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Thousands of volunteer hackers and IT specialists around the world are helping defend Ukraine, and some are doing so by targeting Russian organizations with cyberattacks, a senior Ukrainian government cybersecurity official asserted on Friday.

Russian media outlets that are “constantly lying to their citizens,” and financial and transportation organizations supporting the war effort, are among the potential targets for digital attacks from the so-called Ukrainian “IT army,” according to Victor Zhora, an official at the Ukrainian cybersecurity agency charged with protecting government networks.

The “IT army” is a loose band of Ukrainian citizens and foreigners that are not part of the Ukrainian government — but Kyiv is encouraging them. It’s an example of how the Ukrainian government is pulling out all the stops to try to slow Russia’s military assault, and illustrates how cyberattacks have played a supporting role in the war.

The goal of the “IT army” of Ukraine is to “do everything possible … to make [the] aggressor feel uncomfortable with their actions in cyberspace and in Ukrainian land,” Zhora told journalists in a video conference Friday.

Hacktivists of various stripes — from Belarusians opposed to the war, to self-described Russian vigilante hackers — have entered the information war and claimed to have carried out hacks on their opponents.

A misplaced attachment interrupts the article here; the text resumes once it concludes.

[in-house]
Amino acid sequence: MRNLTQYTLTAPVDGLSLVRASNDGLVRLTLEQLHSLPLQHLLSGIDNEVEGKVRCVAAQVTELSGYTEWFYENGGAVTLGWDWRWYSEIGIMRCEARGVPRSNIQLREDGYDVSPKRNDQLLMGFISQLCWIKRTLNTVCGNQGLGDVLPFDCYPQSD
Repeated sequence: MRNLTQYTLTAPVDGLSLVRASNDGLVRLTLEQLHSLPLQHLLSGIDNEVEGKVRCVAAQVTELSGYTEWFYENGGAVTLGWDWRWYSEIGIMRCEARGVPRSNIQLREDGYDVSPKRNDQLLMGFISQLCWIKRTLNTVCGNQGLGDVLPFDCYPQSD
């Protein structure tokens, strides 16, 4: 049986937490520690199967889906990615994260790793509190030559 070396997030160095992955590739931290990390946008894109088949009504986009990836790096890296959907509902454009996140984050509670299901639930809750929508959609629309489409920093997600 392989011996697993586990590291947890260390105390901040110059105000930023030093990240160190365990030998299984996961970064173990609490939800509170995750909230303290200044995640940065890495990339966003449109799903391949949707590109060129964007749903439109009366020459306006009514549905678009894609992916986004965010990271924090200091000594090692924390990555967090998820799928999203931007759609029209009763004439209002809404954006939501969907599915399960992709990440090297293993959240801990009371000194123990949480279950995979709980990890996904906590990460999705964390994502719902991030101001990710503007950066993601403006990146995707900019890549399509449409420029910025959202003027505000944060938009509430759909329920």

The website of Russian state media outlet TASS was hacked Monday and briefly displayed a message referencing Russian casualties in the war in Ukraine and denouncing Russian President Vladimir Putin. Though it wasn’t clear who example was responsible for the hack, the logo of the hacking collective Anonymous appeared on the TASS website.

More background: In calling for volunteer hackers last Saturday, Ukraine Minister of Digital Transformation Mykhailo Fedorov tweeted a link to a list of potential targets that included major Russian energy and financial firms.

Zhora asserted that any hacking conducted by the “IT army” was defensive in nature, and that the Ukrainian government does not take responsibility for cyberattacks the volunteers carry out on Russian organizations.

Ukrainian cybersecurity officials continue their work protecting government networks despite the Russian bombardment of key Ukrainian cities, Zhora said.

“We are not afraid” of any escalation in cyberspace from Russia, Zhora said. 

“We are much more afraid of missiles targeting Ukrainian schools, hospitals, and residential districts,” he continued.

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